Pinwheels come is several colors, including white, pink and rusty. All are tiny members of the marasimus family. I haven’t been able to find much information about them. Edibility is listed in several places as "unknown," which leads me to translate this into not yet being able to find anyone who is brave enough to try one. I don’t blame people for that, given how poisonous so many mushrooms are.

They seem to range between Canada and the Carolinas, but information about how common they are within that range is lacking. They appear from July through October and are considered to play a vital role in breaking down the litter layer, especially in the oak-hickory woods of eastern North America, which of course fits Roundtop perfectly. This plant continues its work even during hot and dry years, so perhaps that explains why it is suddenly so numerous in a season that has been cooler and wetter than typical. One expert helpfully reported 60+ species in the family and to "not expect to identify the species."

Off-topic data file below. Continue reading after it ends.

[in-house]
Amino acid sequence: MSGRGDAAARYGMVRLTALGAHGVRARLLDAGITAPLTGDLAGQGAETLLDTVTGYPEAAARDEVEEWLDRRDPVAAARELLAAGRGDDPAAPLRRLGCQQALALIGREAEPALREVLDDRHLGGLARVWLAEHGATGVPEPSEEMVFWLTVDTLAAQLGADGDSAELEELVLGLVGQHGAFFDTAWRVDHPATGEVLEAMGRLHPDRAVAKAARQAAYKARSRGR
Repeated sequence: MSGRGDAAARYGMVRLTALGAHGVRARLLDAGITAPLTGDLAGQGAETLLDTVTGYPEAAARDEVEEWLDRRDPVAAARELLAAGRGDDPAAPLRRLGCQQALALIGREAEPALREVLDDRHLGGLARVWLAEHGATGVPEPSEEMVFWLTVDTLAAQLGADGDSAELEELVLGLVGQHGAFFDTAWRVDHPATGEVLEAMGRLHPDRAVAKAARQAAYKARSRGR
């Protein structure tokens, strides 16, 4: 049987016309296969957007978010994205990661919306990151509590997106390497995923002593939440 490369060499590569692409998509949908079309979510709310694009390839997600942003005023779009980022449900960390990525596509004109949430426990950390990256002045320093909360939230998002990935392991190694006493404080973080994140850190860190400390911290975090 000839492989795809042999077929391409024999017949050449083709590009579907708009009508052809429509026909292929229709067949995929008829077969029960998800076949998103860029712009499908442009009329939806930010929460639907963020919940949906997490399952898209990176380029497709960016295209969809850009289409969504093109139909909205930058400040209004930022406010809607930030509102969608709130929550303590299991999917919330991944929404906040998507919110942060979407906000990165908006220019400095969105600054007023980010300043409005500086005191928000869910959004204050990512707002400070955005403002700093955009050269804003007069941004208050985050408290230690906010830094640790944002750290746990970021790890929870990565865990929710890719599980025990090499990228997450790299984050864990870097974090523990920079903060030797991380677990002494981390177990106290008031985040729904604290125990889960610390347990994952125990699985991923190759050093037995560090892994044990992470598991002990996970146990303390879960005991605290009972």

Another interesting note is that during dry seasons, the mushrooms simply shrivel up and wait. Apparently, if you pick one then and plop it into water, it will soon revive and be ready to go to work on that leaf litter again pretty soon.

For me, finding out about the mushroom is fun but kind of non-essential. I just appreciate occasionally seeing something that isn’t green in the middle of the summer forest.

Wednesday, August 12, 2009

A walk in the ferny woods

Perhaps it’s the weather, but I’ve been in a "fern-y" phase this summer. I’ve always enjoyed ferns, but this year I have grown more interested in them. I’m surprised by the poor quality of the fern identification guides I’ve encountered, though all are obviously written by people who know much more about ferns than I do. One guide has great information but poor illustrations, which makes IDing the little emerald gems difficult. Another writes endlessly about fern spores and has only drawings of ferns, which is no help at all.